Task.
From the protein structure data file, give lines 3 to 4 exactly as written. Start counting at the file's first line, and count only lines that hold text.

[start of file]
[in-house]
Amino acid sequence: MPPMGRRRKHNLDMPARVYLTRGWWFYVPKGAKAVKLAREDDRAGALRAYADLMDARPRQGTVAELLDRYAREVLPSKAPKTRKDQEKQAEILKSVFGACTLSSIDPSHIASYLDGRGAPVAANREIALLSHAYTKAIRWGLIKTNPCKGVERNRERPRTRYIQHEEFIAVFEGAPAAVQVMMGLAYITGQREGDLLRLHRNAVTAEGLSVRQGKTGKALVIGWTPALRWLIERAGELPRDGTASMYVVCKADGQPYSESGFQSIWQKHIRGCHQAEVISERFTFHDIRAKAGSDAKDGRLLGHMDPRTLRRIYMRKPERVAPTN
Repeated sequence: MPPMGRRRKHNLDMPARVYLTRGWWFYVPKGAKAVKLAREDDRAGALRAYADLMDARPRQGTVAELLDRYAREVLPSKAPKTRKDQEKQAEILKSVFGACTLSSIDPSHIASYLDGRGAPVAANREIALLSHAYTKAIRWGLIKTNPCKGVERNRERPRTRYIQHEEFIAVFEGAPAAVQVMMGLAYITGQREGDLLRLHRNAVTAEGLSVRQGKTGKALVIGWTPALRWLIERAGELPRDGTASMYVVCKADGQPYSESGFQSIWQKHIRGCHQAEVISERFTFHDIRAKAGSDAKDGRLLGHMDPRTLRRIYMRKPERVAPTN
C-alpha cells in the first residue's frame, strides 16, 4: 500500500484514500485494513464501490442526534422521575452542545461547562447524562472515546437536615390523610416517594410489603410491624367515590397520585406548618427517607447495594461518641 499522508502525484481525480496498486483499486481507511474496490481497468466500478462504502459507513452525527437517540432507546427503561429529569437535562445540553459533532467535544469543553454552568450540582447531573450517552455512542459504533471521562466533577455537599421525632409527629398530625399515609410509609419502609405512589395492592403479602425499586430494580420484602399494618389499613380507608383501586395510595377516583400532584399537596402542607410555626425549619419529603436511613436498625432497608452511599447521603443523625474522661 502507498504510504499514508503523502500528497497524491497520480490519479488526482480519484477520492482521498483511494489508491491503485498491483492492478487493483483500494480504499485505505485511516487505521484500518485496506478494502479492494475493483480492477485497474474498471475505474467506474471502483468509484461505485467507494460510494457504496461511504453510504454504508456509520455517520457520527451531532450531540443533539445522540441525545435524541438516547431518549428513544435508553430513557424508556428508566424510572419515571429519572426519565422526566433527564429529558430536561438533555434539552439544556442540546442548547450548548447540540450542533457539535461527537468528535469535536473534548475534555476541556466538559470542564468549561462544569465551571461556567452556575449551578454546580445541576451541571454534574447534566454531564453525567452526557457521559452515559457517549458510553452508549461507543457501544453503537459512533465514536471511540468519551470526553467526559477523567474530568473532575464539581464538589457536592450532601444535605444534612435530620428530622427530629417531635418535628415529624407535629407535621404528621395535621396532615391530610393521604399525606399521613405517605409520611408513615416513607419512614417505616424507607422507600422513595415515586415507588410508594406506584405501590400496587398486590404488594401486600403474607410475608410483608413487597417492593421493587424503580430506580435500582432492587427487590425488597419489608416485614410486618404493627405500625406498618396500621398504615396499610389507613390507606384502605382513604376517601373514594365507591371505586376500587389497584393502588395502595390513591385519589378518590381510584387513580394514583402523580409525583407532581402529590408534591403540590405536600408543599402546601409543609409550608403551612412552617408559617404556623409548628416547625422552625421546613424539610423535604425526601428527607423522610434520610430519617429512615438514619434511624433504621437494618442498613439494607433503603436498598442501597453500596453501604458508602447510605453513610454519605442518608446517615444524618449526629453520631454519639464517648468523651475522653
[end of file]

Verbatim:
Repeated sequence: MPPMGRRRKHNLDMPARVYLTRGWWFYVPKGAKAVKLAREDDRAGALRAYADLMDARPRQGTVAELLDRYAREVLPSKAPKTRKDQEKQAEILKSVFGACTLSSIDPSHIASYLDGRGAPVAANREIALLSHAYTKAIRWGLIKTNPCKGVERNRERPRTRYIQHEEFIAVFEGAPAAVQVMMGLAYITGQREGDLLRLHRNAVTAEGLSVRQGKTGKALVIGWTPALRWLIERAGELPRDGTASMYVVCKADGQPYSESGFQSIWQKHIRGCHQAEVISERFTFHDIRAKAGSDAKDGRLLGHMDPRTLRRIYMRKPERVAPTN
C-alpha cells in the first residue's frame, strides 16, 4: 500500500484514500485494513464501490442526534422521575452542545461547562447524562472515546437536615390523610416517594410489603410491624367515590397520585406548618427517607447495594461518641 499522508502525484481525480496498486483499486481507511474496490481497468466500478462504502459507513452525527437517540432507546427503561429529569437535562445540553459533532467535544469543553454552568450540582447531573450517552455512542459504533471521562466533577455537599421525632409527629398530625399515609410509609419502609405512589395492592403479602425499586430494580420484602399494618389499613380507608383501586395510595377516583400532584399537596402542607410555626425549619419529603436511613436498625432497608452511599447521603443523625474522661 502507498504510504499514508503523502500528497497524491497520480490519479488526482480519484477520492482521498483511494489508491491503485498491483492492478487493483483500494480504499485505505485511516487505521484500518485496506478494502479492494475493483480492477485497474474498471475505474467506474471502483468509484461505485467507494460510494457504496461511504453510504454504508456509520455517520457520527451531532450531540443533539445522540441525545435524541438516547431518549428513544435508553430513557424508556428508566424510572419515571429519572426519565422526566433527564429529558430536561438533555434539552439544556442540546442548547450548548447540540450542533457539535461527537468528535469535536473534548475534555476541556466538559470542564468549561462544569465551571461556567452556575449551578454546580445541576451541571454534574447534566454531564453525567452526557457521559452515559457517549458510553452508549461507543457501544453503537459512533465514536471511540468519551470526553467526559477523567474530568473532575464539581464538589457536592450532601444535605444534612435530620428530622427530629417531635418535628415529624407535629407535621404528621395535621396532615391530610393521604399525606399521613405517605409520611408513615416513607419512614417505616424507607422507600422513595415515586415507588410508594406506584405501590400496587398486590404488594401486600403474607410475608410483608413487597417492593421493587424503580430506580435500582432492587427487590425488597419489608416485614410486618404493627405500625406498618396500621398504615396499610389507613390507606384502605382513604376517601373514594365507591371505586376500587389497584393502588395502595390513591385519589378518590381510584387513580394514583402523580409525583407532581402529590408534591403540590405536600408543599402546601409543609409550608403551612412552617408559617404556623409548628416547625422552625421546613424539610423535604425526601428527607423522610434520610430519617429512615438514619434511624433504621437494618442498613439494607433503603436498598442501597453500596453501604458508602447510605453513610454519605442518608446517615444524618449526629453520631454519639464517648468523651475522653